By Anurag Hegde | Head of Sport
England’s cricketing summer was brought to an abrupt end after the 5th Test between England and India scheduled to begin on 10th September at Old Trafford, Manchester was ‘cancelled’ owing to a Covid-19 outbreak in the visitors’ camp.
Earlier, during the 4th Test at The Oval, 3 members of India’s support staff including head coach, Ravi Shastri returned a positive result on a lateral-flow test before subsequently testing positive for Covid-19 on an RT-PCR test.
The support staff who tested positive and their close contacts were quickly identified, and they were required to self-isolate for 11-days as protocols demanded. Fortunately, none of the players from the Indian camp tested positive for the virus and the 4th Test remained unaffected.
However, in a move that attracted a lot of criticism, the Indian team decided to pull out of the tour after winning the 4th Test and going 2-1 up in the series. With their team physio also forced into self-isolation, the Indian team cited ‘concerns of a further outbreak’ prompted them to withdraw from the tour with one Test still to go.
This, naturally, did not bode well amongst English fans and experts alike as the general impression was that the Indian players had pulled out of the tour in order to be ready to play the much more financially lucrative Indian Premier League (IPL) that’s set to resume on 19th September.
Former England captain Nasser Hussain had this to say;
“Initially, the BCCI was always very concerned about this Test match. They wanted everything moved to make sure the IPL is a huge financial issue hanging over the game, over Indian cricket. They have already moved it, then moved it half of it this time around. Of course, this is about the IPL, but this is about players who are thinking: If get down positive here now, today, I have to do another 10 days.”
A Disappointing Cricketing Summer overall
Despite setting the disappointing and abrupt end aside, English fans did not have much to ride home about this cricketing summer. It started off with a 2-match Test series back in June against New Zealand which England went on to lose 1-0.
There was a long break between Test matches as the 1st Test between England and India didn’t begin until 4th August. While The Hundred, which was sandwiched in between the two tours, provided fans with something fresh, it received mixed reactions.
The highlight of the summer was undoubtedly the 5-match Test series (subsequently a 4-match series) against India. The series began with the 1st Test at Trent Bridge being drawn due to poor weather, but things heated up once the bandwagon reached the Home of Cricket at Lord’s.
While that game was closely contested, it was India that emerged triumphant at the end of a 5-day tussle to go 1-0 up in the series. England, however, made a resounding comeback at Leeds after they claimed a comprehensive win to level the series.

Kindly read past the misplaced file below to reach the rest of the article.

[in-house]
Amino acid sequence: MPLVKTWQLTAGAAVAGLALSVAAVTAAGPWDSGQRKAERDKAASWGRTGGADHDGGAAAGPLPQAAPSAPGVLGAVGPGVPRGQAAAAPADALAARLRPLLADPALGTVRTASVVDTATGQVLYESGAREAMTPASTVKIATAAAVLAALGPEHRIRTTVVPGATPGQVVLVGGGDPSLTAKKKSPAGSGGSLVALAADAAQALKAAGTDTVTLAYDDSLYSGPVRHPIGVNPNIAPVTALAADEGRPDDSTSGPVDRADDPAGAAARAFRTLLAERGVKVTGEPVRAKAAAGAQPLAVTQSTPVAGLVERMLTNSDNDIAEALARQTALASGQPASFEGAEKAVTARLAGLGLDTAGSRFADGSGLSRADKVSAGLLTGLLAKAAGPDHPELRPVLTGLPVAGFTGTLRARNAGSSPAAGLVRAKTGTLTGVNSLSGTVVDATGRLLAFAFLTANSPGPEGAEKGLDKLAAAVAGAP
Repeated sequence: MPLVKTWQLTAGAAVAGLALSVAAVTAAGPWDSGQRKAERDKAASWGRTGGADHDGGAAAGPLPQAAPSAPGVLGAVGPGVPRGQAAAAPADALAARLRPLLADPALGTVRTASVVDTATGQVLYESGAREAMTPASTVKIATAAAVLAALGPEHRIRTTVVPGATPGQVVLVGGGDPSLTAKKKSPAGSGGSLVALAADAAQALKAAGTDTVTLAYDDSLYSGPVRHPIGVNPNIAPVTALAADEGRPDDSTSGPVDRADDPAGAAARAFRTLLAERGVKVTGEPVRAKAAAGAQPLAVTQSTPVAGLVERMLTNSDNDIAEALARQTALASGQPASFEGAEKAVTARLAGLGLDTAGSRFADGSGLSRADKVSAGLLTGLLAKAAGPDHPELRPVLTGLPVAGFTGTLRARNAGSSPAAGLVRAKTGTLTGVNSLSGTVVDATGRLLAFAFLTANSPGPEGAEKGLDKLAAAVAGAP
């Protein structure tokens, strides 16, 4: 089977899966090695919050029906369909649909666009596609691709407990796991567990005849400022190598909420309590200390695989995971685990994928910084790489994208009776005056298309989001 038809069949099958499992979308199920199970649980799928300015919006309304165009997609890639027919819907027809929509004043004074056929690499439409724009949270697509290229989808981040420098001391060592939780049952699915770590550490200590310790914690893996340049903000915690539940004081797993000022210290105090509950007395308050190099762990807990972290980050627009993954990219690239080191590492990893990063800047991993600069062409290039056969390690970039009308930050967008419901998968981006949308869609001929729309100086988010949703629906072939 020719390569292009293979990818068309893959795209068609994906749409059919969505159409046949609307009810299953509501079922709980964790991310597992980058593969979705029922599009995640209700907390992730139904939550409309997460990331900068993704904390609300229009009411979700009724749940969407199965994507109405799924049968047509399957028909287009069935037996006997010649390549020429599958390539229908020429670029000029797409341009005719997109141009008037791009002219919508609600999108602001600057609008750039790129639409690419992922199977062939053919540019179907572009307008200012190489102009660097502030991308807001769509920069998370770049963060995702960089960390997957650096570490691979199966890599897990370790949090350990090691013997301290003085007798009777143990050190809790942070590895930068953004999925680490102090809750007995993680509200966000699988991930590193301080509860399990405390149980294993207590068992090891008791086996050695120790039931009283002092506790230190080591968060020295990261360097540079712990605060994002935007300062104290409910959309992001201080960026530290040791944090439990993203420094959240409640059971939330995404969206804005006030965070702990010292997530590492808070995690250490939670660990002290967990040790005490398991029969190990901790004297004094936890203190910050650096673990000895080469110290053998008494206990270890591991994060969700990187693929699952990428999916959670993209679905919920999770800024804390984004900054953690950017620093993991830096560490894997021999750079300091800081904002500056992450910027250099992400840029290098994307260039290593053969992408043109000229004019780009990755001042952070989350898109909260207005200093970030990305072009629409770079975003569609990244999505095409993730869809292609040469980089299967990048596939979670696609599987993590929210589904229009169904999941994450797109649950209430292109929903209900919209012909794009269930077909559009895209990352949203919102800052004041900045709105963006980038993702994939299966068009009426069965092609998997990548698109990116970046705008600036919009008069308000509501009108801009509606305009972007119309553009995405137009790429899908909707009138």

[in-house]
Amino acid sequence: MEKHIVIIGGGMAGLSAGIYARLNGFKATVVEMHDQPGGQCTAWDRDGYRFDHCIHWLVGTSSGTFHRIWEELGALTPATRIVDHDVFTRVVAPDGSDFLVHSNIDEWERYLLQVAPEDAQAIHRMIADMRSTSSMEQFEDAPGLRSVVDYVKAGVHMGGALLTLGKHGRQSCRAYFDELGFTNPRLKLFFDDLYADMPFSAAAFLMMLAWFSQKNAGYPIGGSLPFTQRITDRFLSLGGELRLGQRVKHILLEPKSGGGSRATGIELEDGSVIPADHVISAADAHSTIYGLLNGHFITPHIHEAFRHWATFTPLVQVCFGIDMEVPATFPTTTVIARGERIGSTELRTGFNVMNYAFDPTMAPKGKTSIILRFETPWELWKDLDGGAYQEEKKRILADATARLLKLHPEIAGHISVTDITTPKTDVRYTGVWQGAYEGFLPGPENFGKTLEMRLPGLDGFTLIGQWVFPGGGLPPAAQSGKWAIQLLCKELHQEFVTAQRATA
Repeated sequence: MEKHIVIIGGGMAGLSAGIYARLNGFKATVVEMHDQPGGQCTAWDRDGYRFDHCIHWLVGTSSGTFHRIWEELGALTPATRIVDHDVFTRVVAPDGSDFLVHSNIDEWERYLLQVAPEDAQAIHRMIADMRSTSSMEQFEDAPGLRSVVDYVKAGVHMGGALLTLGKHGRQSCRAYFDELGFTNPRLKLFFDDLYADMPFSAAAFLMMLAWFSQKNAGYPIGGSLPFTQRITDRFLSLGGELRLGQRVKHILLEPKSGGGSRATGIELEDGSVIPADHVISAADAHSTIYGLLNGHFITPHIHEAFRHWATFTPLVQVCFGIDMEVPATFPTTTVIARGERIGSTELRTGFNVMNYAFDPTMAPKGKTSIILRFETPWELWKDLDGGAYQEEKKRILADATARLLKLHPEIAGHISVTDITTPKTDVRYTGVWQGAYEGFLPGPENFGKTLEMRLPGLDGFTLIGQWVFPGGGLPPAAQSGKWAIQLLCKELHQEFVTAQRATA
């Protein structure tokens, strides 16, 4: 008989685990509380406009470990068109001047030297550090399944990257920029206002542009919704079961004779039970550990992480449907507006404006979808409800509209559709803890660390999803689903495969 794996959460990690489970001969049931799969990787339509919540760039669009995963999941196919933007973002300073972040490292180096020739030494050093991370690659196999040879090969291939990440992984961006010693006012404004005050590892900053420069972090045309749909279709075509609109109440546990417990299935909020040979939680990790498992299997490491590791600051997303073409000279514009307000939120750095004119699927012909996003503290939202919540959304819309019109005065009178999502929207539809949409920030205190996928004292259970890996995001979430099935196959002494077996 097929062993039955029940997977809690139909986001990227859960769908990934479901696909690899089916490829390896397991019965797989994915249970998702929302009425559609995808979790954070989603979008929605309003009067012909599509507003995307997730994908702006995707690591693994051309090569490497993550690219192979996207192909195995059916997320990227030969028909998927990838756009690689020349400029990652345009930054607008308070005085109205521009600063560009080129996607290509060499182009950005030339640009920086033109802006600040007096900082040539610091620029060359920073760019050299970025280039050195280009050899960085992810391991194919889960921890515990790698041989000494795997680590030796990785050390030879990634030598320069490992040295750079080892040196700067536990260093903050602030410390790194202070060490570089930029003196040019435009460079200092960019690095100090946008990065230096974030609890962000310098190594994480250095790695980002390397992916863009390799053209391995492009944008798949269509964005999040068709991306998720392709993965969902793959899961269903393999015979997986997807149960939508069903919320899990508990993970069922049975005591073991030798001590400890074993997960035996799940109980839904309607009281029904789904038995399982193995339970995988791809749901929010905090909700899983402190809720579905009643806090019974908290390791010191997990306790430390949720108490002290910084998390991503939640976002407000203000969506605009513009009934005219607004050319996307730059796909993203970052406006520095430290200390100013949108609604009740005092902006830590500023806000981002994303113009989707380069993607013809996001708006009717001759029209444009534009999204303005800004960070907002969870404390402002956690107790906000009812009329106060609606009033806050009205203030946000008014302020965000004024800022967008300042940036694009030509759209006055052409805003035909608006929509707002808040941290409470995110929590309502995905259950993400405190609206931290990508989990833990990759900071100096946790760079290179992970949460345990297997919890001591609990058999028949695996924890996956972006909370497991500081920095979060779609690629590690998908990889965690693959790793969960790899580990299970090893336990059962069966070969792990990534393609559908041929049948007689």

The troupe made its way back to London for the 4th Test at The Oval. On what was touted as the ‘best batting surface’ of the series, England claimed a 99-run first innings lead over the visitors after asking them to bat first.
However, a massive batting effort, spearheaded by opener Rohit Sharma’s century, helped India set a mammoth 368-target. It proved to be a little too much for England’s rather flimsy batting order on a deteriorating surface and on the 5th day of a Test match as they fell 157-runs short to hand India an unassailable 2-1 lead in the series.
Undoubtedly for England, the overarching issue of the summer was their shaky batting order. Despite poor performers like Dom Sibley and Zak Crawley being axed, England’s batting order looked far from convincing.
Their captain Joe Root, however, was the obvious exception as he was riding an incredible purple patch. He scored 3 hundreds in the series and amassed a total of 564 runs in 7 innings at a whopping average of 94. The rest of England’s batting order (no.1-7) collectively averaged under 30.
Ben Stokes, who took an indefinite break from cricket owing to mental-health reasons, was sorely missed throughout the summer. With England’s top order failing to do their job of weathering the new ball more often than not, the middle order found itself exposed relatively early in the innings.
While Stokes and Root were considered to be two of England’s best batsmen and the engine room their batting, the absence of the former meant that captain Root often found himself in a situation where he had to single-handedly carry his team’s batting.
The fact that Root sore to occasion and shouldered all the responsibility is another matter altogether. While players like Rory Burns, Dawid Malan and Jonny Bairstow showed glimpses of form, none of them went on to play big, match-winning knocks and it was reflected in the fact that Root was the only English batsmen to score a hundred all summer long.
The collective failure of their batsmen will haunt England as the winter looms in the not-too-distant future when they will head down-under to play The Ashes. England will mull over their batting combination and it could lead to players like James Vince, who did relatively well during England’s previous tour to Australia, being recalled.
Whatever England decide to do following this cricketing summer, they require answers and they require them quickly for Australia await hoping to retain the coveted trophy once again on home soil.